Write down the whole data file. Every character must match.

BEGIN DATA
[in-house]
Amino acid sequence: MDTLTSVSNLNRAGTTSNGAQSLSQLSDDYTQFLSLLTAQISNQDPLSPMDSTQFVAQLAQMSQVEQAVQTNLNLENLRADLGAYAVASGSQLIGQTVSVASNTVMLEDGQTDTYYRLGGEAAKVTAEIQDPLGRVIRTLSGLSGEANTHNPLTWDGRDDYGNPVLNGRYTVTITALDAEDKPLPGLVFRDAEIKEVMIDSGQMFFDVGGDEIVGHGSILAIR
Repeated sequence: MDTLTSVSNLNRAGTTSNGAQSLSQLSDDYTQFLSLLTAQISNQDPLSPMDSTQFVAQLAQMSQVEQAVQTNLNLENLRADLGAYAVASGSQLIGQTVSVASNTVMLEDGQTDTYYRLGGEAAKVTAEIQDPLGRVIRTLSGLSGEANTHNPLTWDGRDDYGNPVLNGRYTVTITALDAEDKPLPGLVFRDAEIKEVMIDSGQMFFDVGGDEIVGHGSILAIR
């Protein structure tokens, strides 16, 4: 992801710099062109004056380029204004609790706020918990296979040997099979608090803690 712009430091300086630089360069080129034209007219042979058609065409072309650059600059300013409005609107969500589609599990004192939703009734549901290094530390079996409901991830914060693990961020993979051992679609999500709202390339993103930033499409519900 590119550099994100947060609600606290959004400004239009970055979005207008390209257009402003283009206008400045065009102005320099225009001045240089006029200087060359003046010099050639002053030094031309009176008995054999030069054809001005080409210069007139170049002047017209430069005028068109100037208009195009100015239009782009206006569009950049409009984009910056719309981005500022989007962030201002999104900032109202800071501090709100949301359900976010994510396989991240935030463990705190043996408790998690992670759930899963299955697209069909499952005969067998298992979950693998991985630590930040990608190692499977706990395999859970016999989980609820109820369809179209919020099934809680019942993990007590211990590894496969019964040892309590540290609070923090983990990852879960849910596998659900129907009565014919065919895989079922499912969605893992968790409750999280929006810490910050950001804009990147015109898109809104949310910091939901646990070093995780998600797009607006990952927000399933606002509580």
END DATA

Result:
[in-house]
Amino acid sequence: MDTLTSVSNLNRAGTTSNGAQSLSQLSDDYTQFLSLLTAQISNQDPLSPMDSTQFVAQLAQMSQVEQAVQTNLNLENLRADLGAYAVASGSQLIGQTVSVASNTVMLEDGQTDTYYRLGGEAAKVTAEIQDPLGRVIRTLSGLSGEANTHNPLTWDGRDDYGNPVLNGRYTVTITALDAEDKPLPGLVFRDAEIKEVMIDSGQMFFDVGGDEIVGHGSILAIR
Repeated sequence: MDTLTSVSNLNRAGTTSNGAQSLSQLSDDYTQFLSLLTAQISNQDPLSPMDSTQFVAQLAQMSQVEQAVQTNLNLENLRADLGAYAVASGSQLIGQTVSVASNTVMLEDGQTDTYYRLGGEAAKVTAEIQDPLGRVIRTLSGLSGEANTHNPLTWDGRDDYGNPVLNGRYTVTITALDAEDKPLPGLVFRDAEIKEVMIDSGQMFFDVGGDEIVGHGSILAIR
């Protein structure tokens, strides 16, 4: 992801710099062109004056380029204004609790706020918990296979040997099979608090803690 712009430091300086630089360069080129034209007219042979058609065409072309650059600059300013409005609107969500589609599990004192939703009734549901290094530390079996409901991830914060693990961020993979051992679609999500709202390339993103930033499409519900 590119550099994100947060609600606290959004400004239009970055979005207008390209257009402003283009206008400045065009102005320099225009001045240089006029200087060359003046010099050639002053030094031309009176008995054999030069054809001005080409210069007139170049002047017209430069005028068109100037208009195009100015239009782009206006569009950049409009984009910056719309981005500022989007962030201002999104900032109202800071501090709100949301359900976010994510396989991240935030463990705190043996408790998690992670759930899963299955697209069909499952005969067998298992979950693998991985630590930040990608190692499977706990395999859970016999989980609820109820369809179209919020099934809680019942993990007590211990590894496969019964040892309590540290609070923090983990990852879960849910596998659900129907009565014919065919895989079922499912969605893992968790409750999280929006810490910050950001804009990147015109898109809104949310910091939901646990070093995780998600797009607006990952927000399933606002509580």